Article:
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Ezekiel Turner
Ezekiel Turner

Atlas Of Pelvic Anatomy And Gynecologic Surgery, 4e Download.zip


Pubic vein: This is a vascular connection between the external iliac/inferior epigastric and obturator vein, and hemorrhage of this vein is called corona mortis. It is on the posterior part of pubic bone over the obturator fossa (Figure 8). This area is dissected during pelvic lymphadenectomy in gynecologic oncology practice, and the surgeon should be careful to prevent hemorrhage from this venous connection(5).




Atlas of Pelvic Anatomy and Gynecologic Surgery, 4e download.zip



The value of preoperative ureteric stent placement in cases with noted bladder involvement is unclear and is left to a case-by-case evaluation 24. Collaboration with a urologic surgeon or a gynecologic oncologist is advisable in cases with suspected urologic involvement. The role of preoperative placement of catheters or balloons into pelvic arteries for potential interventional radiologic occlusion also is controversial 60 61 62. Iliac artery occlusion has been reported to decrease blood loss in some 63 64 but not all case series 60 65. A small randomized controlled trial also showed no benefit 66. Because serious complications such as arterial damage, occlusion, and infection may occur 67, routine use is not recommended.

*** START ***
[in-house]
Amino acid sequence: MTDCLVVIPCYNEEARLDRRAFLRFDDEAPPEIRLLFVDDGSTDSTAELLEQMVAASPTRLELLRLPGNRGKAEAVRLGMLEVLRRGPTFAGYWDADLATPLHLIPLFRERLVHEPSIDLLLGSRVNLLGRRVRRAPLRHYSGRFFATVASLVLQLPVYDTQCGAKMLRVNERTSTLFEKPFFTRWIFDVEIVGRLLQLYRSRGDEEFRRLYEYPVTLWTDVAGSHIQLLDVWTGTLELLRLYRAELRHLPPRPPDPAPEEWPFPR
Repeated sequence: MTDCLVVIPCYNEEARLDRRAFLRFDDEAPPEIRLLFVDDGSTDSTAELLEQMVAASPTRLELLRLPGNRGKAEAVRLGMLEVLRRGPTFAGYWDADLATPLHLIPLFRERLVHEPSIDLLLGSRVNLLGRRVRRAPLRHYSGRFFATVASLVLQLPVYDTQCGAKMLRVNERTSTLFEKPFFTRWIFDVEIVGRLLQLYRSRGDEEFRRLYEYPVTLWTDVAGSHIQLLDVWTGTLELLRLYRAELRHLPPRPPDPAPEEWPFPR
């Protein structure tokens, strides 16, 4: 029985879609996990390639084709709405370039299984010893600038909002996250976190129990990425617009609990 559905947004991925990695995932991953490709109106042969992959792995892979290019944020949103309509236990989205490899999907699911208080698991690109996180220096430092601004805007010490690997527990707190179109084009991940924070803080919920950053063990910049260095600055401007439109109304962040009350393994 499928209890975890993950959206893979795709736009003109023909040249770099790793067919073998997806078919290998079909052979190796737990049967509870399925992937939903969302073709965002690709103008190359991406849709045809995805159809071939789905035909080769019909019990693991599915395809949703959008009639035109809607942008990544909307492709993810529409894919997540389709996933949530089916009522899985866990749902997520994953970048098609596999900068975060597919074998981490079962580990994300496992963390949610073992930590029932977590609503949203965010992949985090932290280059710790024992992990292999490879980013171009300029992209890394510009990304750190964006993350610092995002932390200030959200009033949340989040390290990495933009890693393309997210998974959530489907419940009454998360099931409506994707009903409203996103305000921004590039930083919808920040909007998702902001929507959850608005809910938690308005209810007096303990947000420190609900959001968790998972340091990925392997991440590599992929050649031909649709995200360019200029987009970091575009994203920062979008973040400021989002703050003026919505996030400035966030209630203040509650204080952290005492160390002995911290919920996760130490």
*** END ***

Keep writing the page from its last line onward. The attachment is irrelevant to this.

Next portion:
In most cases when hysterectomy is necessary, a total hysterectomy is required because lower uterine segment or cervical bleeding frequently precludes a supracervical hysterectomy 55. Regardless, extensive vascular engorgement with challenging anatomy is the rule, and having the most experienced pelvic surgeons involved from the outset is recommended. Careful dissection in the retroperitoneal space with attention to devascularization of the uterine corpus in proximity to the placenta often is required given the overwhelming vascularity and friability of involved tissues. Further technical specifics are beyond the scope of this document. These procedures are preferably performed at a level III or IV center with considerable expertise with placenta accreta spectrum.


Given the extensive surgery, placenta accreta spectrum patients require intensive hemodynamic monitoring in the early postoperative period. This often is best provided in an intensive care unit setting to ensure hemodynamic and hemorrhagic stabilization. Close and frequent communication between the operative team and the immediate postoperative team is strongly encouraged. Postoperative placenta accreta spectrum patients are at particular risk of ongoing abdominopelvic bleeding, fluid overload from resuscitation, and other postoperative complications given the nature of the surgery, degree of blood loss, potential for multiorgan damage, and the need for supportive efforts.


Combining detailed descriptions of pelvic anatomy with easy-to-follow instructions for gynecologic procedures, Atlas of Pelvic Anatomy and Gynecologic Surgery, 5th Edition, is a comprehensive, up-to-date atlas that reflects current practices in this fast-changing field. Pelvic anatomy and surgical operations are depicted through full-color anatomic drawings, correlative surgical artwork with step-by-step photographs, and computer-assisted hybrid photo illustrations. Complete coverage of both conventional and endoscopic surgeries helps you master the full spectrum of surgical procedures.


  • processing.... Drugs & Diseases > Obstetrics & Gynecology Uterine Prolapse Treatment & Management Updated: Mar 05, 2020 Author: George Lazarou, MD, FACOG, FACS; Chief Editor: Kris Strohbehn, MD more...